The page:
Astronauts install new solar panel on ISS during epic six-hour spacewalk


Two astronauts from NASA and the European Space Agency have successfully installed the first of six new solar panels on the International Space Station (ISS).

The mission is the first step in a program to increase the ISS’s power generation capacity to meet future demands, including Artemis – NASA’s planned crewed mission to the Moon, currently slated for 2023.

Some of the original berries have been in place for 20 years and are showing signs of age. The six new bays will be installed directly on top of the existing bays and will generate roughly the same amount of power despite being only half their size.

Once fully installed, the arrays will be able to power the ISS until 2030.

© Deployable space systems

The solar panels were built by engineers at Deployable Space System’s facility in Goleta, Calif., And each measure 19 x 6 meters. The cells that make up the matrices were made by Spectrolab, a company based about 100 miles from Sylmar, and are among the most powerful ever launched into space.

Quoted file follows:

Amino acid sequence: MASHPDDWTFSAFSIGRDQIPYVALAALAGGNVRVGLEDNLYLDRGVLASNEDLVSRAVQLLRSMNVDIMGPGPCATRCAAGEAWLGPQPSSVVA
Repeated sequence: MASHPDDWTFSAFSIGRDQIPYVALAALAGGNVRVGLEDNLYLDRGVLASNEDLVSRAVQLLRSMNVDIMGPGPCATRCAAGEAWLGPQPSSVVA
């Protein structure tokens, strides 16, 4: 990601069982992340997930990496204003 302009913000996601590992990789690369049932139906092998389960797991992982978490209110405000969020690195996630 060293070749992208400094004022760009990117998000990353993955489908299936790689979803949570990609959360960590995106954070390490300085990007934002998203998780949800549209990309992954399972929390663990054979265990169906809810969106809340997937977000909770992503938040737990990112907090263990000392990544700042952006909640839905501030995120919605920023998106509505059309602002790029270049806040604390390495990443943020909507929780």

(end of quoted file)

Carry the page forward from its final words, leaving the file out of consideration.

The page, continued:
Crew Dragon Endeavor spaceship © NASA / Jonhson

© NASA / Jonhson

Commander Shane Kimbrough, with the pilot Megan McArthur and mission specialists Akihiko Hoshide and Thomas Pesquet, traveled to the ISS aboard a SpaceX Crew Dragon Endeavor spacecraft in April to prepare for the installation.

The new dies, rolled up in cylindrical cans © NASA / Johnson

© NASA / Jonhson

As the station’s original rows fold and unfold like an accordion, the new rows unroll like a carpet from inside a cylindrical box.

The solar panel in place © NASA / Jonhson

© NASA / Jonhson

NASA’s Kimbrough and European Space Agency Pesquet spent six hours and 28 minutes outside the station, slowly deploying the new network and putting it in place. It was the eighth spacewalk for Kimbrough, the fourth for Pesquet and the fourth they have conducted together.

The remaining networks are expected to be installed by ISS astronauts later this year.

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